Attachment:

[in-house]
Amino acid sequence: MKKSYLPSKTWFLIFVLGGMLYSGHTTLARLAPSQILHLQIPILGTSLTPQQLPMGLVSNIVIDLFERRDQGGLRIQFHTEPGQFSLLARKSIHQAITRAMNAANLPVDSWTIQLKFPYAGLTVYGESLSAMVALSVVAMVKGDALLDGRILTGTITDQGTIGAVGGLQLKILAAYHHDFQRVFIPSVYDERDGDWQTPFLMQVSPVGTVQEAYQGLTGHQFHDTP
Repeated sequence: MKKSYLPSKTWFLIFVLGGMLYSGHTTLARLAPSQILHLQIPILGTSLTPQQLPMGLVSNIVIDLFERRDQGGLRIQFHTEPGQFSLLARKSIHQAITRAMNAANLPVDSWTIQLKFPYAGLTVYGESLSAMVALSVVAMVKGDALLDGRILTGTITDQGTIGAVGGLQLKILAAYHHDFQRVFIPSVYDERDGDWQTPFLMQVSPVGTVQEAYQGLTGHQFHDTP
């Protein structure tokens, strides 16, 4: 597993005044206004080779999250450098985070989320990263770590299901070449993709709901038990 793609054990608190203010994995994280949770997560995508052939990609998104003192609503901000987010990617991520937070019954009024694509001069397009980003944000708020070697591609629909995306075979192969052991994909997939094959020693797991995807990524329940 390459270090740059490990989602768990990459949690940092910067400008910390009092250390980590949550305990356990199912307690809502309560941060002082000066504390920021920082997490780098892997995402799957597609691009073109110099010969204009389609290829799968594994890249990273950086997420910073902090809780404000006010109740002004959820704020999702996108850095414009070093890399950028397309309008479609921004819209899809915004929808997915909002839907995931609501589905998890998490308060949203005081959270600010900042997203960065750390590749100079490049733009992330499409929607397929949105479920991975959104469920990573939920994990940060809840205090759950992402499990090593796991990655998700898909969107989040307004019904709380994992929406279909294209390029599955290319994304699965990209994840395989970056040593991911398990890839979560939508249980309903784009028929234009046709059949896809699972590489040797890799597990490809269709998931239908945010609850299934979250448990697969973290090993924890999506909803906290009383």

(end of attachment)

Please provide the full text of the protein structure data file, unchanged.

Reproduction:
[in-house]
Amino acid sequence: MKKSYLPSKTWFLIFVLGGMLYSGHTTLARLAPSQILHLQIPILGTSLTPQQLPMGLVSNIVIDLFERRDQGGLRIQFHTEPGQFSLLARKSIHQAITRAMNAANLPVDSWTIQLKFPYAGLTVYGESLSAMVALSVVAMVKGDALLDGRILTGTITDQGTIGAVGGLQLKILAAYHHDFQRVFIPSVYDERDGDWQTPFLMQVSPVGTVQEAYQGLTGHQFHDTP
Repeated sequence: MKKSYLPSKTWFLIFVLGGMLYSGHTTLARLAPSQILHLQIPILGTSLTPQQLPMGLVSNIVIDLFERRDQGGLRIQFHTEPGQFSLLARKSIHQAITRAMNAANLPVDSWTIQLKFPYAGLTVYGESLSAMVALSVVAMVKGDALLDGRILTGTITDQGTIGAVGGLQLKILAAYHHDFQRVFIPSVYDERDGDWQTPFLMQVSPVGTVQEAYQGLTGHQFHDTP
């Protein structure tokens, strides 16, 4: 597993005044206004080779999250450098985070989320990263770590299901070449993709709901038990 793609054990608190203010994995994280949770997560995508052939990609998104003192609503901000987010990617991520937070019954009024694509001069397009980003944000708020070697591609629909995306075979192969052991994909997939094959020693797991995807990524329940 390459270090740059490990989602768990990459949690940092910067400008910390009092250390980590949550305990356990199912307690809502309560941060002082000066504390920021920082997490780098892997995402799957597609691009073109110099010969204009389609290829799968594994890249990273950086997420910073902090809780404000006010109740002004959820704020999702996108850095414009070093890399950028397309309008479609921004819209899809915004929808997915909002839907995931609501589905998890998490308060949203005081959270600010900042997203960065750390590749100079490049733009992330499409929607397929949105479920991975959104469920990573939920994990940060809840205090759950992402499990090593796991990655998700898909969107989040307004019904709380994992929406279909294209390029599955290319994304699965990209994840395989970056040593991911398990890839979560939508249980309903784009028929234009046709059949896809699972590489040797890799597990490809269709998931239908945010609850299934979250448990697969973290090993924890999506909803906290009383």